About the Book
Jo grew up in the Forest of Dean, but she was always the one destined to leave for a bigger, brighter future. When her parents retire from their butcher’s shop, she returns to her beloved community to save the family legacy, hoping also to save herself. But things are more complex than the rose-tinted version of life which sustained Jo from afar.
Tessa is a farrier, shoeing horses two miles and half a generation away from Jo, further into the Forest. Tessa’s experience of the community couldn’t be more different. Now she too has returned, in flight from a life she could have led, nursing a secret and a past filled with guilt and shame.
Compelled through circumstance to live together, these two women will be forced to confront their sense of identity, and reconsider the meaning of home.
Format: Hardcover (368 pages) Publisher: Zaffre
Publication date: 12th November 2020 Genre: Contemporary Fiction
Find How to Belong on Goodreads
I was initially drawn to Sarah Franklin’s first novel, Shelter, because it was set during World War Two which is one of my favourite periods for historical fiction. I was also intrigued by the choice of location, the Forest of Dean. I loved the book and it left me keen to read whatever Sarah came up with next.
In How To Belong the location is once more the Forest of Dean but this time we’re very much in the present day. However, there is a sense of the timelessness of the Forest, even if much around it has changed and is still changing. Not only a source of recreation and employment, and a haven for wildlife, the Forest acts as a place for contemplation and reflection. As one character puts it, “The trees will restore the mess“.
The book switches between the points of view of Jo and Tessa, two women who are very different in terms of their life experience and character. Tessa is by nature an introvert whose one attempt at reaching out and expressing her true self ended in rejection, disappointment and a sense of failure, for reasons the reader will gradually discover. Jo, on the other hand, has forged a life for herself away from the Forest, a life that had been successful in many ways but which has left her unfulfilled and with a desire to return to her roots.
Jo returns with big plans for the family butcher’s shop but is disappointed to find it more difficult than she expects to be absorbed back into the community. The friends she grew up with have built their own lives – married, started families – and talk about people she doesn’t know. “The group’s shifted. She doesn’t know who she is or where she fits in. There’s nowhere left for her to go.” In particular, Jo struggles to understand the change in her relationship with her childhood friend, Liam, with whom she was once so close. “She’s homesick for happy Liam, who doesn’t exist anymore; perhaps never did outside her own naive bubble… Most of all, she’s homesick for her old self.” What Jo comes to realise is that it’s possible to be the repository of others’ hopes and dreams, not just your own.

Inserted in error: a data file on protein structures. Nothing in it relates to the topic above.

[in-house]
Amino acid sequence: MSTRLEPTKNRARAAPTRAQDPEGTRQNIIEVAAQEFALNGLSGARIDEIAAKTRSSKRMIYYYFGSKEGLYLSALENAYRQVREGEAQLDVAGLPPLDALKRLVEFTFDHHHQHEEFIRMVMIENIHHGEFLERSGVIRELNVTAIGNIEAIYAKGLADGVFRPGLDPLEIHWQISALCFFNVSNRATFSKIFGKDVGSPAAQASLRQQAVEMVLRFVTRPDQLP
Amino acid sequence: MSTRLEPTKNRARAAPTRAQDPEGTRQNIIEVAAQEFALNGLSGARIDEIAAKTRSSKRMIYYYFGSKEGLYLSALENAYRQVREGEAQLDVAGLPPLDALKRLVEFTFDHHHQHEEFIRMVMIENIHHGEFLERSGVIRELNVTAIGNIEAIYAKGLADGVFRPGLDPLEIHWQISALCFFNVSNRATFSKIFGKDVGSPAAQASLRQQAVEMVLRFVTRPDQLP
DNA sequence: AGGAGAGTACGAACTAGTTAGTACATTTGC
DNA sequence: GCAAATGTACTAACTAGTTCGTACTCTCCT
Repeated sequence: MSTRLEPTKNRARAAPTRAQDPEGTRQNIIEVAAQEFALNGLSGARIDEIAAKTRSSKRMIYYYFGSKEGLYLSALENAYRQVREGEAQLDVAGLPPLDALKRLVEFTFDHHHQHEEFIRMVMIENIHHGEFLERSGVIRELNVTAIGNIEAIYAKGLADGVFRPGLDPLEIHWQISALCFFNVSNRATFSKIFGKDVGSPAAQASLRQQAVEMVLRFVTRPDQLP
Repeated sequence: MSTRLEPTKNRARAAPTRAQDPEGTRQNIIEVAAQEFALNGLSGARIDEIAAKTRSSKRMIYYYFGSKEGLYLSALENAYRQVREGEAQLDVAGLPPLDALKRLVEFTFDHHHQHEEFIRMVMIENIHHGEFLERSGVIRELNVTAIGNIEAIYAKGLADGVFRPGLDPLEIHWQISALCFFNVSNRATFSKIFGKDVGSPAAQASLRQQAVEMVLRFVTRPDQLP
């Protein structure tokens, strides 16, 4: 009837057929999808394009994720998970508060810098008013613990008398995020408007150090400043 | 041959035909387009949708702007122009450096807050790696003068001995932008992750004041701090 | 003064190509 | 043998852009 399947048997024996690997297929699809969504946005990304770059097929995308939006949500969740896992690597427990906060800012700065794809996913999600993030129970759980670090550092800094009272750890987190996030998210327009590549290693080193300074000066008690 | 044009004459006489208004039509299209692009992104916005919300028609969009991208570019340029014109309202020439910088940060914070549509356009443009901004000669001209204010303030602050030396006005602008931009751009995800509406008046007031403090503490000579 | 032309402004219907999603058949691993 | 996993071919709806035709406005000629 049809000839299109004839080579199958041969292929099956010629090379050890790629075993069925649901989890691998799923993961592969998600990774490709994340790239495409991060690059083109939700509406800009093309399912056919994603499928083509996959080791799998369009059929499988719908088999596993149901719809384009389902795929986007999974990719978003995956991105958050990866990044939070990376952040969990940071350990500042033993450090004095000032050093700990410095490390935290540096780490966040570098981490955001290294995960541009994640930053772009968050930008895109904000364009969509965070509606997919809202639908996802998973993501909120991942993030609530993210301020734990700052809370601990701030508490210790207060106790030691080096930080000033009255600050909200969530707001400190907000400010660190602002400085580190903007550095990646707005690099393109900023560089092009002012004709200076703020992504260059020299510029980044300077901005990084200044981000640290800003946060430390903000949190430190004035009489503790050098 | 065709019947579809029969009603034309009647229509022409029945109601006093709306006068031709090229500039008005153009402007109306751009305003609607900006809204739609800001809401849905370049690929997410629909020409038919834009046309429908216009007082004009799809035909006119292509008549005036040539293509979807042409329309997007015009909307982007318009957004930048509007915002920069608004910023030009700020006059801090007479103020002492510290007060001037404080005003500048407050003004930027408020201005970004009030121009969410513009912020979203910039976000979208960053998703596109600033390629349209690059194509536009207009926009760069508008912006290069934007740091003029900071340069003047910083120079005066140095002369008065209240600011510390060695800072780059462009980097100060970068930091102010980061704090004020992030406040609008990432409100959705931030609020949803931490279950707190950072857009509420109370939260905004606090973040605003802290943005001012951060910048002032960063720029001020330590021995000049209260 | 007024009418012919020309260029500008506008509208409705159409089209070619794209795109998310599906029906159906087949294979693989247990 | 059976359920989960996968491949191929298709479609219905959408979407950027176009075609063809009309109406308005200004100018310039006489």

Tessa has become used to living a life socially distant from others. From childhood, she’s instinctively felt different from her peers for reasons she couldn’t initially explain. Traumatic incidents in her past have left her with a misplaced sense of guilt as well as worries about her future.
Thrown together by chance, Jo and Tessa slowly discover they have more in common than they may have thought and that each can help the other find a way to achieve the sense of belonging they both crave. Whether that’s feeling a part of a community or a family, having a sense of security, fulfilling a dream or simply being comfortable in your own skin.
How To Belong is an engrossing human drama that shows it’s never too late to start again, if you just give yourself the chance.
I received an advance review copy courtesy of Zaffre Books, NetGalley and Readers First.
In three words: Tender, insightful, intimate
Try something similar: Birdie & Jude by Phyllis H. Moore
About the Author
Sarah Franklin grew up in rural Gloucestershire and has lived in Austria, Germany, the USA and Ireland. She lectures in publishing at Oxford Brookes University and has written for the Guardian, the Irish Times, Psychologies magazine and The Pool. (Photo credit: Twitter profile)
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